On David Boston: "We're hoping [Michael] Clayton and David Boston both come back to the status that they belong in. I did like what I saw of Boston. I really think as a young guy – he's not 40 years old like I am, or 42 – this is a young guy who's had great success in pro football. He's had some setbacks and they've been well-documented, but he's real big and he's real fast and he's got a burning desire right now to prove he can still play. I'm encouraged, I'm excited about working with this guy."

On Boston's attitude: "Great. He's been working every day. He's a quick study and he's learned our stuff extremely fast. I'm going to judge him for myself. I like what I've seen a lot, our coaches like him a lot and our players, many of them have played with him at Arizona – Simeon [Rice], Mike Pittman. Thomas Jones played with him, a guy who I also know who was in here. We've had a lot of luck bringing guys in here from the Cardinals, if you want to be honest. Hopefully he can do the same things that some of the others have done."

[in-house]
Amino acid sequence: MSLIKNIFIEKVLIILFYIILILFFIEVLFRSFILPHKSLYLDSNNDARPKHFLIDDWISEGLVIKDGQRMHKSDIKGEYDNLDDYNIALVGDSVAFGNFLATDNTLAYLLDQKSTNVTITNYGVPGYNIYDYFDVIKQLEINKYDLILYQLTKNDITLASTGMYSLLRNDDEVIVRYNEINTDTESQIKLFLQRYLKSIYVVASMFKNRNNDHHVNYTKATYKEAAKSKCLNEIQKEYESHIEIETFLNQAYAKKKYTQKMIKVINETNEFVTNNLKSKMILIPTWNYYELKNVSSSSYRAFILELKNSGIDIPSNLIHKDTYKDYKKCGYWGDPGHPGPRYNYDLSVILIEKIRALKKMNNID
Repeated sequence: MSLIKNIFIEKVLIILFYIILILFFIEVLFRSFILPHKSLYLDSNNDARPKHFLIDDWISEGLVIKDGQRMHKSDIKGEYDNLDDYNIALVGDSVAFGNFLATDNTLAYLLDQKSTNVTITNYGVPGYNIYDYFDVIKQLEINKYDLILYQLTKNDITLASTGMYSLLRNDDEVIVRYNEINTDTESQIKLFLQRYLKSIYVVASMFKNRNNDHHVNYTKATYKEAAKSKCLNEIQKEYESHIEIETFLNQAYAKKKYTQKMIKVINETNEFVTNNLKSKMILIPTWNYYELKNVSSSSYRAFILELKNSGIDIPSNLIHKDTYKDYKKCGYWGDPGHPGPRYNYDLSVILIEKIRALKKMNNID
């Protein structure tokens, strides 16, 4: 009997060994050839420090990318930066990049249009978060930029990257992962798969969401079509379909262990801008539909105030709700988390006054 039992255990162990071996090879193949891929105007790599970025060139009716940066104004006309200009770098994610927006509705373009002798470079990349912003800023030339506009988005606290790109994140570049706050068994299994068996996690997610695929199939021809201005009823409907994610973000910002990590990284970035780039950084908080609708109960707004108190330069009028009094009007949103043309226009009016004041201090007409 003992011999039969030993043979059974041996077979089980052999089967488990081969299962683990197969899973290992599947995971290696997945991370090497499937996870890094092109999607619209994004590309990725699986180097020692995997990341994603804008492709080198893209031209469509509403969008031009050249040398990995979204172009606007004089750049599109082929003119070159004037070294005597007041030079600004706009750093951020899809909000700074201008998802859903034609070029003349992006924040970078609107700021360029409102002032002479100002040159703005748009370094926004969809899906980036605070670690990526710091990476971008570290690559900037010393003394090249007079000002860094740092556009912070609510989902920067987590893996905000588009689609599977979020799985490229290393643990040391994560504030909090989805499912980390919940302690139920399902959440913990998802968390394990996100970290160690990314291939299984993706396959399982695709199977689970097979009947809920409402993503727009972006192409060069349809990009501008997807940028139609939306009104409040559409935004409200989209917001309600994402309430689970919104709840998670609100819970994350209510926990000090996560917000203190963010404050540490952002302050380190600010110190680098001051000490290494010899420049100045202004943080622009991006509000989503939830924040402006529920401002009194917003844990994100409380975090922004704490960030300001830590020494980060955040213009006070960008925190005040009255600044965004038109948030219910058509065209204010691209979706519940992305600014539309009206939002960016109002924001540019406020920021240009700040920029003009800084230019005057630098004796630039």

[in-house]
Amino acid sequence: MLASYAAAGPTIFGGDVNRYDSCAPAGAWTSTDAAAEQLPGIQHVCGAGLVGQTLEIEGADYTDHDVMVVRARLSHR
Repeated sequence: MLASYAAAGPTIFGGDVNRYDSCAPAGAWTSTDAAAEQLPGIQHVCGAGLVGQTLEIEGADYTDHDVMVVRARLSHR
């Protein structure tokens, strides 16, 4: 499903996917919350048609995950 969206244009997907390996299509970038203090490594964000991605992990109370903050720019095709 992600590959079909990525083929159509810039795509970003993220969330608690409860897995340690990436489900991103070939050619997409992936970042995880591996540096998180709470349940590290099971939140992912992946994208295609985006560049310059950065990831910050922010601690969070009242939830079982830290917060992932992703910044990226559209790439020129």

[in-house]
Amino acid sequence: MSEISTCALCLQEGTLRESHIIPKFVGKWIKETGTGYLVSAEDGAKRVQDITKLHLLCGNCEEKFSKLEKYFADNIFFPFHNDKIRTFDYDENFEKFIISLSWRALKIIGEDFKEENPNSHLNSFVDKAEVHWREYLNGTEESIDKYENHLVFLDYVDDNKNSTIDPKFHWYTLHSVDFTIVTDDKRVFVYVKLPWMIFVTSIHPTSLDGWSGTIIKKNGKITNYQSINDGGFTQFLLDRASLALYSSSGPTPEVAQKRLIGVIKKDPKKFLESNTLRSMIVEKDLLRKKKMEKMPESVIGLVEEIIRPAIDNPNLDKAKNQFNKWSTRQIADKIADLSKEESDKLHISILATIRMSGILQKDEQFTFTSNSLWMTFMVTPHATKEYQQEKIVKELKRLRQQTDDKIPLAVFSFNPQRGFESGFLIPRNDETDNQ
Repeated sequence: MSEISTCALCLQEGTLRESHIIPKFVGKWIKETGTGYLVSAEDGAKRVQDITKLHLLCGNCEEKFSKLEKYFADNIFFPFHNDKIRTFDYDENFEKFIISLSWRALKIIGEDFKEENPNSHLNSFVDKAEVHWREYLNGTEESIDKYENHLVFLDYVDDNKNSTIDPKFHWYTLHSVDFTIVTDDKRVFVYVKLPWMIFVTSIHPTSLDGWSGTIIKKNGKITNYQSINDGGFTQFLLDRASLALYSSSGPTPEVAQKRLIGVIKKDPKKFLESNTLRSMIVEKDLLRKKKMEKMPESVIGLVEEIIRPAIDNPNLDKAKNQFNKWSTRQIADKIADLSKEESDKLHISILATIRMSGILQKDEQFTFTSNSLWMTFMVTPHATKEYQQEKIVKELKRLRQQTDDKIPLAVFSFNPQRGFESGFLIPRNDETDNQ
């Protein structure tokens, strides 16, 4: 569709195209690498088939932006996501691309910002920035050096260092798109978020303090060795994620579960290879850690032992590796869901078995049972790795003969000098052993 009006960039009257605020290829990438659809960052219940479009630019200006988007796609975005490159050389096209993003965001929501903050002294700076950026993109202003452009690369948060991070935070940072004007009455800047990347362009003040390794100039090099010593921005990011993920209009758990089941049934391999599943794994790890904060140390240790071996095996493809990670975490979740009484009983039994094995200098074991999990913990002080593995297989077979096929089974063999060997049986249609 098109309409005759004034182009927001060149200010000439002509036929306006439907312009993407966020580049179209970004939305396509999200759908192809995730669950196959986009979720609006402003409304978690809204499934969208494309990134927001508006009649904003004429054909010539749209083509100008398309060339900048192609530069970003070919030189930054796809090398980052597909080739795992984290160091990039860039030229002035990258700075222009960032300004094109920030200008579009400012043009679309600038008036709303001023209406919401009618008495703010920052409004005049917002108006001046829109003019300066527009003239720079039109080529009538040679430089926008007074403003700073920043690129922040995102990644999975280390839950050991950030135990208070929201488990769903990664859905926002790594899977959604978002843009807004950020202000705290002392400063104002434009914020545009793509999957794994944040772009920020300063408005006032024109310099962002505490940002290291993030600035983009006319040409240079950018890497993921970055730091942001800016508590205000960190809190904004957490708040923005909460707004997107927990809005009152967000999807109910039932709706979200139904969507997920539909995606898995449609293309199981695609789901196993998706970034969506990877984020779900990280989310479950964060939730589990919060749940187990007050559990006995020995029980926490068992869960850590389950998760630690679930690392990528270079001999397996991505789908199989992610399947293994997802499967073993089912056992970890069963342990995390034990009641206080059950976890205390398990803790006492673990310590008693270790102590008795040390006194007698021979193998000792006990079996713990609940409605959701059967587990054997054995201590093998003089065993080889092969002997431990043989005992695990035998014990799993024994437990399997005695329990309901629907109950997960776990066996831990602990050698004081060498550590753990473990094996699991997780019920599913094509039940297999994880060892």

On Boston's health: "We're going to try to be creative with some of our players as we have in previous years. He might be a one-a-day guy, as Joey Galloway will be, and some of our veteran players. We might want to take a look at some of our younger players and use an extra day, or half a day, to let some players recover. We're going to be creative with David. I'm excited to put him out there so our fans can see him, because this is a great big old guy who has some flair about him. He's going to bring it to the practice field, I believe."

On if he feels like he's coaching differently now: "Well, I'll tell you, the adjustment to the heat has been one for me, coming from California. The heat index, when it's in the 110-112 area, you've got to really be careful. We've tried to stay on the cutting edge on how to keep the body temperature cool. Todd Toriscelli and our training staff does a great job. But we don't want to cut back practices, we don't want to call off practices. We want to go out there and work hard and get better every day. We're going to try to drive our players hard. Training camp is not supposed to be easy. At the same time, with the reduction of players – you're only allowed to have 80 or 85 players here in camp – you have to be realistic."